Needless Things

A long-running project has come to its end. I took up an idea of pauljs75_ and made a catalogue :slight_smile:

Please find more info about it in this post:

Enjoy and cheers

These are some interesting looking fittings, minoribus. Are they based on real ones, or are they completely of your own design? They have enough intricacy and bump map detail to look like legitimate objects. Very interesting and unusual results!

I actually have one those in my junk drawer in the garage.

Thank you, James. I followed my imagination. The idea of this thread is to create things of our daily life and to render them as realistic as I can. But at the same time I’ll add some extras to them which make them useless. You can’t use the fittings really, for example.

@MichelWeber, yes, it’s always good to have a selection of needless fittings at hand. :slight_smile:

Merry Christmas to you all!

Looks very cool, indeed! Rendered using Cycles? Care to share your setup? :smiley: Thanks!

Now this looks to be a fun thread. I will make it my New Years Resolution to find a use for your needless fittings, but I don’t think I’m going to find a use for that silverware. :slight_smile:

Wonderful idea.

very cool objects. If I were to recommend a tweek, it would be to make the threaded portions completely smooth rather than bump mapped. Assuming these parts are cast brass, threads are cut after the part has been cast, and so they wouldn’t show the texture of the mold like the rest of the part does. If you want to go the extra mile, the cast surfaces are slightly darker, and the cut surfaces are slightly lighter as well.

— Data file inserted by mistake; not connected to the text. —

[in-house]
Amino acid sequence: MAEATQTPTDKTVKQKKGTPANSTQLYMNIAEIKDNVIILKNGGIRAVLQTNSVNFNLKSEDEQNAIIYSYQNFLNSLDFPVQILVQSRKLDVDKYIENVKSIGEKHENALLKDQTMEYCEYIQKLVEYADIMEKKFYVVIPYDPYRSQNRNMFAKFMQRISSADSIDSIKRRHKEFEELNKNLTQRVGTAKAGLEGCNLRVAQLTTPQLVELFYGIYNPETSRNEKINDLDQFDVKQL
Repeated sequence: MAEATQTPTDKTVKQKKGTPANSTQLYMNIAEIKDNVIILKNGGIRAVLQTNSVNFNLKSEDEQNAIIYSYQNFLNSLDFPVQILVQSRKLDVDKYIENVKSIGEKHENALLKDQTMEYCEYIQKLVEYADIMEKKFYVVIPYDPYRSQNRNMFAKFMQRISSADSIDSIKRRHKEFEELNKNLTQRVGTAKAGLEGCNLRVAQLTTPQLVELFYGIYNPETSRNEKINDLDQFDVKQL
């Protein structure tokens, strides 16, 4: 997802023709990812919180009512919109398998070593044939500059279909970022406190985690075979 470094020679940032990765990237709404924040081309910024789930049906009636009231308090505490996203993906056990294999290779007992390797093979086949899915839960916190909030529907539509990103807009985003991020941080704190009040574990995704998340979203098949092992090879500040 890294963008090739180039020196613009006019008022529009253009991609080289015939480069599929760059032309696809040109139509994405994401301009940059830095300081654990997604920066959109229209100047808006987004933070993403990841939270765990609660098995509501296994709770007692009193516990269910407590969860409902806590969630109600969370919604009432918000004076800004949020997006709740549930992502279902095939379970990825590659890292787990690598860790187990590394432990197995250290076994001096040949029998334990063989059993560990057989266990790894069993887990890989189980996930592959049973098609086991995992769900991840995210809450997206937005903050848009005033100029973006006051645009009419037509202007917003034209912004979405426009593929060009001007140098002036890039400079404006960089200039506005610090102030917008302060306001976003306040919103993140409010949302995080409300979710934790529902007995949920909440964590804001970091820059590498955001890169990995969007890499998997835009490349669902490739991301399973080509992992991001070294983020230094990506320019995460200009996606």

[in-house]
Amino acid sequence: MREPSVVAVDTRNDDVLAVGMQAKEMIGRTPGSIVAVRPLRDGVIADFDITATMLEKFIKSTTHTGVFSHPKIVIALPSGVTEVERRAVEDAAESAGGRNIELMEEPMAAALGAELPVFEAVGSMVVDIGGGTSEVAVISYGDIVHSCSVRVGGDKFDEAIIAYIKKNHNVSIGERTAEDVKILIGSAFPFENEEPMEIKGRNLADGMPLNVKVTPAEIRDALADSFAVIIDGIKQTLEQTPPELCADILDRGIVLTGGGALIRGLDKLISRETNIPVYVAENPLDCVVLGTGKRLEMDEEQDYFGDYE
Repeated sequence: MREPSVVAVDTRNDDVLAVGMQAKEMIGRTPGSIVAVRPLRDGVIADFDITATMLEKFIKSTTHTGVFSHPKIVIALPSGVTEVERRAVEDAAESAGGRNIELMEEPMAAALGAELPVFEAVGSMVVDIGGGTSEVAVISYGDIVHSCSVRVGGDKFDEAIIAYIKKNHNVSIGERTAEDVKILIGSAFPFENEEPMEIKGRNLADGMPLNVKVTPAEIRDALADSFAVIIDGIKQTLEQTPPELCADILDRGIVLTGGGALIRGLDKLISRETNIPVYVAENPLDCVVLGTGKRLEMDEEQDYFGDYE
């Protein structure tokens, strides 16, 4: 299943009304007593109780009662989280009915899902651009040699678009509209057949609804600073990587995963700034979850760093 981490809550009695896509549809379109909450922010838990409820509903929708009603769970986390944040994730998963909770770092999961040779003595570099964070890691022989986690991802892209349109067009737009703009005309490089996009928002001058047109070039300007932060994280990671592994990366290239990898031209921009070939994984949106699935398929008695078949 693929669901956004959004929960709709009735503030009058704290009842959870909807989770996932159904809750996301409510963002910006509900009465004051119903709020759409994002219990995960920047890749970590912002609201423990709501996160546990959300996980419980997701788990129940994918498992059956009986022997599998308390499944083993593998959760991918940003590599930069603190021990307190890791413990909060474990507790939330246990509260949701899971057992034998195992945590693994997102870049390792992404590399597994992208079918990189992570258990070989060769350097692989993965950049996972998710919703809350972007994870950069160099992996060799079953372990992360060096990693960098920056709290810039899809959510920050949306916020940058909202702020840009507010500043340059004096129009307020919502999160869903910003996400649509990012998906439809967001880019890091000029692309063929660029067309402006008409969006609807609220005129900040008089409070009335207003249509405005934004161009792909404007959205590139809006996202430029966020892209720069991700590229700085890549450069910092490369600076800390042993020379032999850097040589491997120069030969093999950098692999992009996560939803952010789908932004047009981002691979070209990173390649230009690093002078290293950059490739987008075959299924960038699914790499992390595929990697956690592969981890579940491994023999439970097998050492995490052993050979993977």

good job, though :slight_smile:

I understand what you mean now, minoribus. That is a very clever idea, and is a great way to get creative with new and unique images. I love the furry purple silverware you’ve created. It’s so interesting and bizarre you can’t help but like it!

Thank you, guys. I appreciate your feedback and your comments :slight_smile:


Care to share your setup?

The images are rendered with Cycles. The silverware is done with an incredible count of 7000 samples to get a clear render and I used an HDRI with warm colors for the lighting. There are no other light sources in the scene. I did a little post processing in Blender by adding a glare node (to strengthen the photographic appearance by emulating a camera imperfection) and in Gimp I tuned the colors a little bit more into the warmer range.

Each part of the silverware parts has two particle systems which use a vertex group for the density. One particle system generates the minor fur and has a red color whereas the second has the longer hairs and the purple color.

If you have any further particular questions, don’t hesitate to ask me. :slight_smile:

@Harleynut, If you find any practical use case for the silverware I grant you the right to merchandise it at the H&H resort :wink:

@pcolapat and wolfred, I’m glad you like it :slight_smile:

@Wolfred, thanks for the valuable insight on the production process of the fittings. I may come back to this at some time and redo the parts you mentioned to make them more realistic.